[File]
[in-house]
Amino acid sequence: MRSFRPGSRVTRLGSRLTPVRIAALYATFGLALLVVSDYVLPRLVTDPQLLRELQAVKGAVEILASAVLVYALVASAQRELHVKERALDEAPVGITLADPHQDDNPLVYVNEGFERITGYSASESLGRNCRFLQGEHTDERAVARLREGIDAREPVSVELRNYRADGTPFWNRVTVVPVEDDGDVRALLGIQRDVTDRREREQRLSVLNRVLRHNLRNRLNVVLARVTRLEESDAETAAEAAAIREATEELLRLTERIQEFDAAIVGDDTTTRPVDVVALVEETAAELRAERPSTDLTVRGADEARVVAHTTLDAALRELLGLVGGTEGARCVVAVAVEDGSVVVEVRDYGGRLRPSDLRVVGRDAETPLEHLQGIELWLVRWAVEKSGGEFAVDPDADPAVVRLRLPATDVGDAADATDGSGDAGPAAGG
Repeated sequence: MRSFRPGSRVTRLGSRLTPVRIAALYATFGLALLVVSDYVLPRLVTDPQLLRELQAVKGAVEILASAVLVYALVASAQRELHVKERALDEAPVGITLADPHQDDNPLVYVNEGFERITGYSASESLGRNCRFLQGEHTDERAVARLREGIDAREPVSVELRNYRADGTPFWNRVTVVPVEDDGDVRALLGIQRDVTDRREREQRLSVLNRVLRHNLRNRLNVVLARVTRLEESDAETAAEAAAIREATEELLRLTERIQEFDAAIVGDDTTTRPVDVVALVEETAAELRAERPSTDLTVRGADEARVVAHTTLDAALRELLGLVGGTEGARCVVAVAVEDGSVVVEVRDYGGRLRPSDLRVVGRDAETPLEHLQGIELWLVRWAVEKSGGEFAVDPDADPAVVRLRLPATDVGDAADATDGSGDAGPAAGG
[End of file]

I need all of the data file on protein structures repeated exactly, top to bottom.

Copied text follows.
[in-house]
Amino acid sequence: MRSFRPGSRVTRLGSRLTPVRIAALYATFGLALLVVSDYVLPRLVTDPQLLRELQAVKGAVEILASAVLVYALVASAQRELHVKERALDEAPVGITLADPHQDDNPLVYVNEGFERITGYSASESLGRNCRFLQGEHTDERAVARLREGIDAREPVSVELRNYRADGTPFWNRVTVVPVEDDGDVRALLGIQRDVTDRREREQRLSVLNRVLRHNLRNRLNVVLARVTRLEESDAETAAEAAAIREATEELLRLTERIQEFDAAIVGDDTTTRPVDVVALVEETAAELRAERPSTDLTVRGADEARVVAHTTLDAALRELLGLVGGTEGARCVVAVAVEDGSVVVEVRDYGGRLRPSDLRVVGRDAETPLEHLQGIELWLVRWAVEKSGGEFAVDPDADPAVVRLRLPATDVGDAADATDGSGDAGPAAGG
Repeated sequence: MRSFRPGSRVTRLGSRLTPVRIAALYATFGLALLVVSDYVLPRLVTDPQLLRELQAVKGAVEILASAVLVYALVASAQRELHVKERALDEAPVGITLADPHQDDNPLVYVNEGFERITGYSASESLGRNCRFLQGEHTDERAVARLREGIDAREPVSVELRNYRADGTPFWNRVTVVPVEDDGDVRALLGIQRDVTDRREREQRLSVLNRVLRHNLRNRLNVVLARVTRLEESDAETAAEAAAIREATEELLRLTERIQEFDAAIVGDDTTTRPVDVVALVEETAAELRAERPSTDLTVRGADEARVVAHTTLDAALRELLGLVGGTEGARCVVAVAVEDGSVVVEVRDYGGRLRPSDLRVVGRDAETPLEHLQGIELWLVRWAVEKSGGEFAVDPDADPAVVRLRLPATDVGDAADATDGSGDAGPAAGG